For the first time since 2010, the Crimson Tide didn’t have the top recruiting class in the country. In fact, Alabama didn’t even finish in the top 5; it was No. 7.
To make matters worse, Georgia — led by former Alabama DC Kirby Smart — rallied on Signing Day and finished No. 1. The Bulldogs’ 2018 class is considered one of the best of all time, finishing third in cumulative point total (323.31) behind Florida’s 2010 class (324.62) and Alabama’s 2017 class (323.87).
That has Alabama fans worried that Saban’s dominance might be coming to an end. But should they be? Absolutely not.
Here are 5 reasons Alabama shouldn’t be worried about Georgia’s recruiting title.
1. Alabama is fresh off a 7-year streak of top classes
2018: Georgia No. 1
2017: Georgia No. 3
2016: LSU No. 2, Ole Miss No. 5, Georgia No. 6
2015: Tennessee No. 4, LSU No. 5, Georgia No. 6
2014: LSU No. 2, Texas A&M No. 5, Auburn No. 6
Georgia’s recruiting title was certainly an impressive haul of players. But let’s not act like Alabama didn’t have a 7-year stretch where it finished with similar classes.
Just last year, in fact, the Tide’s class scored slightly higher.
Over that 7-year period, the Tide signed 32 5-star prospects — or 4.6 per year. Now, the number of blue chip prospects has taken a slight dip — they lost six 5-stars while only adding two in the 2018 class — but the roster is still one of the most talented in the nation.
The streak was unprecedented. There was no way it could last. That doesn’t mean Alabama won’t be right back up there next year, however.
2. The Tide didn’t have the numbers available for this class
Leading up to Signing Day, Nick Saban had mentioned multiple times that this class wasn’t going to take in as many players as usual. The four previous classes consisted of 29, 25, 24 and 26 prospects — an average of 26. That’s significantly higher than the 19 players signed in this class.
That doesn’t mean there wasn’t quality. It just wasn’t the usual amount that fans are used to seeing. To further this point, let’s compare the 2016 class to this year.
In 2016, Alabama only finished with 17 of the 25 players being ranked a 4 or 5-star prospect That’s only 68 percent of the class. This year’s class saw 14 of its 19 commitments rank in that same tier (either a 4 or 5-star prospect). That’s 73.7 percent of the class.
In one instance, the Tide finished with the No. 1 class in the country. In the other, they didn’t even finish in the top 5. That’s the sort of impact that six extra scholarship players can have on your ranking.
3. Coaching losses played a major role in down year
Alabama is used to having to replace coaches. But that doesn’t mean the impact isn’t felt when it happens.
The Tide had recently lost both coordinators — DC Jeremy Pruitt and OC Brian Daboll. In addition, they lost DBs coach Derrick Ansley — who was considered one of the team’s top recruiters.
This is only a year after losing two other OCs — Lane Kiffin and Steve Sarkisian — along with Mario Cristobal (OL coach/assistant HC) and Billy Napier (WR coach).
That’s a lot of turnover, and it’s a major reason the Tide had a relatively down year in recruiting. In fact, let’s take a look at the average rating — and the number of 5-star prospects — from the past eight classes under Nick Saban.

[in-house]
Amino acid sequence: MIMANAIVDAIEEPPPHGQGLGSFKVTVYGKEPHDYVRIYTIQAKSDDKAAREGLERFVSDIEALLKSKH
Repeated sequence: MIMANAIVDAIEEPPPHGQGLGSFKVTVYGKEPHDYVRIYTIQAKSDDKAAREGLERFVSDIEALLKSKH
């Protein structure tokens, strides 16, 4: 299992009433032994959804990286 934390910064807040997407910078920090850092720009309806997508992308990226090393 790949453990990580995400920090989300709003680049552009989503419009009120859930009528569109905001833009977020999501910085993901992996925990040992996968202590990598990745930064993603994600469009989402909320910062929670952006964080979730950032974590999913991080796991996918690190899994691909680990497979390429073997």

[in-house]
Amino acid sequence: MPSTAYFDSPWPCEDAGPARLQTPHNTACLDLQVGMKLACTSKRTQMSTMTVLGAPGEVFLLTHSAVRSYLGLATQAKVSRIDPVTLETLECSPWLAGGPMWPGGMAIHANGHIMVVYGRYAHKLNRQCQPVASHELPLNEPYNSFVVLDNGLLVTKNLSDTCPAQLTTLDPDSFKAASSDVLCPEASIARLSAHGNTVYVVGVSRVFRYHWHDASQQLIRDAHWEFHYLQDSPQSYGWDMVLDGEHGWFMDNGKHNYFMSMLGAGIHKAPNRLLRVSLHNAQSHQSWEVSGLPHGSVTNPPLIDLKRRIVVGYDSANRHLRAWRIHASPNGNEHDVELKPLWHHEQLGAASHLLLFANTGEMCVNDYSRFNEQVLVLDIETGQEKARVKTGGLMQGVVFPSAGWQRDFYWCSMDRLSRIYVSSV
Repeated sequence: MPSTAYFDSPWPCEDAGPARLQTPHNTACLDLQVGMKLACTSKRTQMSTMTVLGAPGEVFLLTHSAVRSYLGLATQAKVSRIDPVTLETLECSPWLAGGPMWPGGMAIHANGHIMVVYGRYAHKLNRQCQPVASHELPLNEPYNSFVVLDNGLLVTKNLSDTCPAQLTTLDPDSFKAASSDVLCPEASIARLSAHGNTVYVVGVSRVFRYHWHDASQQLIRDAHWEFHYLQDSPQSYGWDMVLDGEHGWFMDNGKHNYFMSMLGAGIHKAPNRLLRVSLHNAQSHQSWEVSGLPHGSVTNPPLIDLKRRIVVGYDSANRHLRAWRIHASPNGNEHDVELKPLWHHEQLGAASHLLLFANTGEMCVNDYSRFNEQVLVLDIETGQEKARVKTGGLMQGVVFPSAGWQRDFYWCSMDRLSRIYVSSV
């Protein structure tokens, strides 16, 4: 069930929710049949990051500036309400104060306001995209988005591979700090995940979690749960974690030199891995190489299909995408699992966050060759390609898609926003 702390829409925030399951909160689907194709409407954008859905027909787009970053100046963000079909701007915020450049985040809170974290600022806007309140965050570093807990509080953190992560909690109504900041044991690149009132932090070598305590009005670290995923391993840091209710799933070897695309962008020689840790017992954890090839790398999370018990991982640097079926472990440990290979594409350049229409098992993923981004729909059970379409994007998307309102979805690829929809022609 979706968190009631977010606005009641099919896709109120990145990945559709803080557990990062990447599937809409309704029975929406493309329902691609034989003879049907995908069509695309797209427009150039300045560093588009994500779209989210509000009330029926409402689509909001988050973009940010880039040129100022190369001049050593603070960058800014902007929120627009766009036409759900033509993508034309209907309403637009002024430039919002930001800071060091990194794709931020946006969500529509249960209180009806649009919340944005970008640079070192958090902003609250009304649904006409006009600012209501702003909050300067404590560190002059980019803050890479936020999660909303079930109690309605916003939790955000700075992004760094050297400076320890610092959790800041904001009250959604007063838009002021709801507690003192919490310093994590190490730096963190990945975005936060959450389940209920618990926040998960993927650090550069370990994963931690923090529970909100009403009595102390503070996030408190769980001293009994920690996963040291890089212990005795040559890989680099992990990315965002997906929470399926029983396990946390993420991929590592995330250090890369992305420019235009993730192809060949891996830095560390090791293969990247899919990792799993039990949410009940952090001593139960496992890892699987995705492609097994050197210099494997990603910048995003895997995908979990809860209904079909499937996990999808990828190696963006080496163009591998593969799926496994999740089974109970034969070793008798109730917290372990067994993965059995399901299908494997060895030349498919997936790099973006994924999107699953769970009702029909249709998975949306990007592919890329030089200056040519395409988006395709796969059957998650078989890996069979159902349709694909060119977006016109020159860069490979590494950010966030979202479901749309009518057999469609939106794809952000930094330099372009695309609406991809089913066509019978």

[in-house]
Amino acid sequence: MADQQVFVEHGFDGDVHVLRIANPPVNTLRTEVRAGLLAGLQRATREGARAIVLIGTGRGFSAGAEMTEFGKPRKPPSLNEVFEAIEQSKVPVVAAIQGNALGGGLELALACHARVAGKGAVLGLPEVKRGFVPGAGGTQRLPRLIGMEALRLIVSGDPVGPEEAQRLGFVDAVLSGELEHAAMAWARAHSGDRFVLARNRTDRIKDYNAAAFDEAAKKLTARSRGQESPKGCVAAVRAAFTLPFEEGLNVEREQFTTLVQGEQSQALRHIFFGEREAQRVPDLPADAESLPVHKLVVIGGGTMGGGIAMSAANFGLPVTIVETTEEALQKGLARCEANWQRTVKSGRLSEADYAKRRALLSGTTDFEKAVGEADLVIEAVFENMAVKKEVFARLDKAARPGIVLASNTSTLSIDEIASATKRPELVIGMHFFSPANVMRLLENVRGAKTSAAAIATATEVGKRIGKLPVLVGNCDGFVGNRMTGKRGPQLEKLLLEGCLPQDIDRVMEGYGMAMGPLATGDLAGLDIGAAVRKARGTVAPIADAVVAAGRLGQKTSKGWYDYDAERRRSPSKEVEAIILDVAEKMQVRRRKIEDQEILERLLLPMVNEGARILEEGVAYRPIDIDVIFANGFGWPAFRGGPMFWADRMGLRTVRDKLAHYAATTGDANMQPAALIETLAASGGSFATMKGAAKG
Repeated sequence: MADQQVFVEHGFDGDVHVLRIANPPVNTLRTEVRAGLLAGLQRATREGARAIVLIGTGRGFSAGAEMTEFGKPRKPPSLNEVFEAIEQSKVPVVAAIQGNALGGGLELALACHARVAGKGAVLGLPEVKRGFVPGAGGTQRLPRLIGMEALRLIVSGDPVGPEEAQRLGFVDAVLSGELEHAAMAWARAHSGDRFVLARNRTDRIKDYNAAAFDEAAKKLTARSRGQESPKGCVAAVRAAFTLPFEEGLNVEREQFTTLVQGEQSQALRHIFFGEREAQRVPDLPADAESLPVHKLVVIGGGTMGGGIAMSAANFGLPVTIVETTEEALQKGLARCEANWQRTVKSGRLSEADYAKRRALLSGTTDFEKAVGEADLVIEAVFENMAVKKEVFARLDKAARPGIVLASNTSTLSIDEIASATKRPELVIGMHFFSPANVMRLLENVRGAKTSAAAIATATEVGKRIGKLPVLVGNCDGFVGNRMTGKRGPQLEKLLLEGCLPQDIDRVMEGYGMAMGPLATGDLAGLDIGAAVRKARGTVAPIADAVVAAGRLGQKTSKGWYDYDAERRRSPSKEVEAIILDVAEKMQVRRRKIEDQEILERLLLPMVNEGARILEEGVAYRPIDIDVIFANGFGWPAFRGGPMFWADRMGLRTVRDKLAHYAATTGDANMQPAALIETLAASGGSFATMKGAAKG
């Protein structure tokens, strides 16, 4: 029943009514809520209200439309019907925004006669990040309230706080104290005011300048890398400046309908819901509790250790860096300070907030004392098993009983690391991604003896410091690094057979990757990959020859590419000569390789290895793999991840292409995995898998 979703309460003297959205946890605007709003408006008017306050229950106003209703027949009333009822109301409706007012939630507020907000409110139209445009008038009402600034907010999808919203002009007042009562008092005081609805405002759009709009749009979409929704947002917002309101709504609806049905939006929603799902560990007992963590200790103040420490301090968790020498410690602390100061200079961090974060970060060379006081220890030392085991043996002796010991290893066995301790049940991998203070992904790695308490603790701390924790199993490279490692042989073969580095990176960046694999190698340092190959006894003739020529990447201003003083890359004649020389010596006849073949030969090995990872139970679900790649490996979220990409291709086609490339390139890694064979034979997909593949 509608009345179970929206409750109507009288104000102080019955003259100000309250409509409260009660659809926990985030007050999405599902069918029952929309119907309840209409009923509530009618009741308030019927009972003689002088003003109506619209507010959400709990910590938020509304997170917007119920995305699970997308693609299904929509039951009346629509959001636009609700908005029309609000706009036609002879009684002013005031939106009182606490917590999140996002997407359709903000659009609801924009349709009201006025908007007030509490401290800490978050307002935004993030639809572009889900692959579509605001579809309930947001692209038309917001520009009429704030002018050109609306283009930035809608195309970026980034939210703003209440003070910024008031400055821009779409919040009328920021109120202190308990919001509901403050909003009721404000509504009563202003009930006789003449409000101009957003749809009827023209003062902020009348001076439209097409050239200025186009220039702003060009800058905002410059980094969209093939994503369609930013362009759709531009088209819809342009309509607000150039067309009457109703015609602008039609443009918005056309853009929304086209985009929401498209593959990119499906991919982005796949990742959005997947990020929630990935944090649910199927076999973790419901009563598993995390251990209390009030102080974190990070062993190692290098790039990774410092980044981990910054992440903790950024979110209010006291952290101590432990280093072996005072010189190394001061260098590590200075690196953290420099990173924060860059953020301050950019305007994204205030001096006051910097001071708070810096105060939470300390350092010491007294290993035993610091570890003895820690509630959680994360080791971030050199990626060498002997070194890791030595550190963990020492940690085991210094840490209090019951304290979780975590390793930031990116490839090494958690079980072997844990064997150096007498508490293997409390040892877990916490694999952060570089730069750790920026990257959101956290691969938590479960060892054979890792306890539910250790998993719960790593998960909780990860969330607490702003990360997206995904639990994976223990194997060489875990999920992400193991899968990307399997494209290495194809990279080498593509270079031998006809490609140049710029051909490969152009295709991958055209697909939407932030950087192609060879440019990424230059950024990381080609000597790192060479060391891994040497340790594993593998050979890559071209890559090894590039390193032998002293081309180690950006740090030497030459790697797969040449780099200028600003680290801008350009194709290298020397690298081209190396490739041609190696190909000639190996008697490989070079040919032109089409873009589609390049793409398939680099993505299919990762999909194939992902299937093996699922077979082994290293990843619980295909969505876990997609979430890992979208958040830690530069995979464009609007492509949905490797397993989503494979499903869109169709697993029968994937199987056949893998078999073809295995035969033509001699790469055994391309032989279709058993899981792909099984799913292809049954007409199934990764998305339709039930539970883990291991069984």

- 2018: 92.78 (2)
- 2017: 93.76 (6)
- 2016: 92.54 (3)
- 2015: 93.73 (6)
- 2014: 93.65 (5)
- 2013: 93.25 (6)
- 2012: 93.40 (3)
- 2011: 92.19 (3)
Like was mentioned before, Alabama’s limited available space played a role. That’s evident by the fact that there were two classes — 2016 and 2011 — that were ranked No. 1 with lower averages than this year’s class.
Yet again, it’s important to take note of the 2016 class. That’s the one that followed the departure of Smart and Mel Tucker — two of the team’s most important recruiters.
Like this year’s class, that group didn’t feature as much star power. There were only three 5-stars compared to the Tide averaging 5.7 in the three previous years.
Despite the coaching turnover, Alabama still bounced back the following year with its best class under Saban.
4. They still addressed major needs
Alabama needed to address two key areas with this class — the secondary and the depth at edge rusher. Needless to say, they did an excellent job addressing both.
Alabama lost six of its top seven players from a secondary that helped them field the No. 6 pass defense in the country. Included in that group was Minkah Fitzpatrick — a former 5-star prospect and projected top 10 pick in the 2018 NFL Draft.
The good news is the Tide managed to replace that talent with another rare breed. Patrick Surtain Jr. — the No. 6 overall high school player — brings similar size (6-1, 199), athleticism and instincts. He’s actually the highest-rated defensive back Saban has signed. In addition to Surtain Jr., Alabama brought in four more highly recruited players in the secondary.
The Tide also managed to address any depth issues at edge rusher. Last year, the Tide saw several key pass rushers — including Christian Miller, Terrell Lewis, Anfernee Jennings and Rashaan Evans — miss time with injury.
In order to combat that problem, Alabama landed reinforcements with four new edge rushers. The group is led by Eyabi Anoma — the No. 1 weak side defensive end in the country — but the other three additions are valuable to the depth as well.
Anoma is the highest-rated defensive player Saban has signed.
5. Nick Saban is still in charge
At the end of the day, Alabama shouldn’t be worried about Georgia’s impressive haul — or anyone else’s for that matter — because they still have Saban.
He’s proven time-and-time again that he is the best in the business. Since 2008, Saban has finished with the No. 1 class 7 out of 11 times — and he has yet to bring in a class that wasn’t one of the two best in the SEC.
The gap may be closing, but the Tide still sits at the top.
Source: Saturday Down South